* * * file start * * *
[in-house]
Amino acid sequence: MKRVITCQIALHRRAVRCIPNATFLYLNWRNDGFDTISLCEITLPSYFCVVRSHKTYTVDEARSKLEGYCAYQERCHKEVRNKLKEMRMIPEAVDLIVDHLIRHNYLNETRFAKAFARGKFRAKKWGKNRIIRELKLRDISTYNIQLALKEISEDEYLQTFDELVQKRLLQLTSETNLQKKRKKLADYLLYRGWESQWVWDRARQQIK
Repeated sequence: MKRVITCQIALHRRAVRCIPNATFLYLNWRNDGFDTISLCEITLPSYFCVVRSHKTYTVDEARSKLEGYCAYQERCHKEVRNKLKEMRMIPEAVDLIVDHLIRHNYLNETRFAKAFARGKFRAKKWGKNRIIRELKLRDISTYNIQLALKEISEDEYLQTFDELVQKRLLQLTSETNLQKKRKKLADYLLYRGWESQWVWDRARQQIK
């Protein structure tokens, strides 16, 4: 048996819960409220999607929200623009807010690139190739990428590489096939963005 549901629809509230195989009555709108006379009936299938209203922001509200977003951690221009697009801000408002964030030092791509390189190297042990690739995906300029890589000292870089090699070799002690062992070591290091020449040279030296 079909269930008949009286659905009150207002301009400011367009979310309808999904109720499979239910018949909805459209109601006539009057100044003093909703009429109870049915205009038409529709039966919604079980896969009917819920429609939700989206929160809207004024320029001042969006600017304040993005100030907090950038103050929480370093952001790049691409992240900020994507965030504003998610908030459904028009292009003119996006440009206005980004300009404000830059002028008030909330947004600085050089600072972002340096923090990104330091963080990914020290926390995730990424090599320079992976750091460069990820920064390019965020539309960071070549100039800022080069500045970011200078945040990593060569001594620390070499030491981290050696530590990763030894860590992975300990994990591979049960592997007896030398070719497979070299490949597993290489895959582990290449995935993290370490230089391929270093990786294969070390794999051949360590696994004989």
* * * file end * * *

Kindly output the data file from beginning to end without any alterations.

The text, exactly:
[in-house]
Amino acid sequence: MKRVITCQIALHRRAVRCIPNATFLYLNWRNDGFDTISLCEITLPSYFCVVRSHKTYTVDEARSKLEGYCAYQERCHKEVRNKLKEMRMIPEAVDLIVDHLIRHNYLNETRFAKAFARGKFRAKKWGKNRIIRELKLRDISTYNIQLALKEISEDEYLQTFDELVQKRLLQLTSETNLQKKRKKLADYLLYRGWESQWVWDRARQQIK
Repeated sequence: MKRVITCQIALHRRAVRCIPNATFLYLNWRNDGFDTISLCEITLPSYFCVVRSHKTYTVDEARSKLEGYCAYQERCHKEVRNKLKEMRMIPEAVDLIVDHLIRHNYLNETRFAKAFARGKFRAKKWGKNRIIRELKLRDISTYNIQLALKEISEDEYLQTFDELVQKRLLQLTSETNLQKKRKKLADYLLYRGWESQWVWDRARQQIK
């Protein structure tokens, strides 16, 4: 048996819960409220999607929200623009807010690139190739990428590489096939963005 549901629809509230195989009555709108006379009936299938209203922001509200977003951690221009697009801000408002964030030092791509390189190297042990690739995906300029890589000292870089090699070799002690062992070591290091020449040279030296 079909269930008949009286659905009150207002301009400011367009979310309808999904109720499979239910018949909805459209109601006539009057100044003093909703009429109870049915205009038409529709039966919604079980896969009917819920429609939700989206929160809207004024320029001042969006600017304040993005100030907090950038103050929480370093952001790049691409992240900020994507965030504003998610908030459904028009292009003119996006440009206005980004300009404000830059002028008030909330947004600085050089600072972002340096923090990104330091963080990914020290926390995730990424090599320079992976750091460069990820920064390019965020539309960071070549100039800022080069500045970011200078945040990593060569001594620390070499030491981290050696530590990763030894860590992975300990994990591979049960592997007896030398070719497979070299490949597993290489895959582990290449995935993290370490230089391929270093990786294969070390794999051949360590696994004989």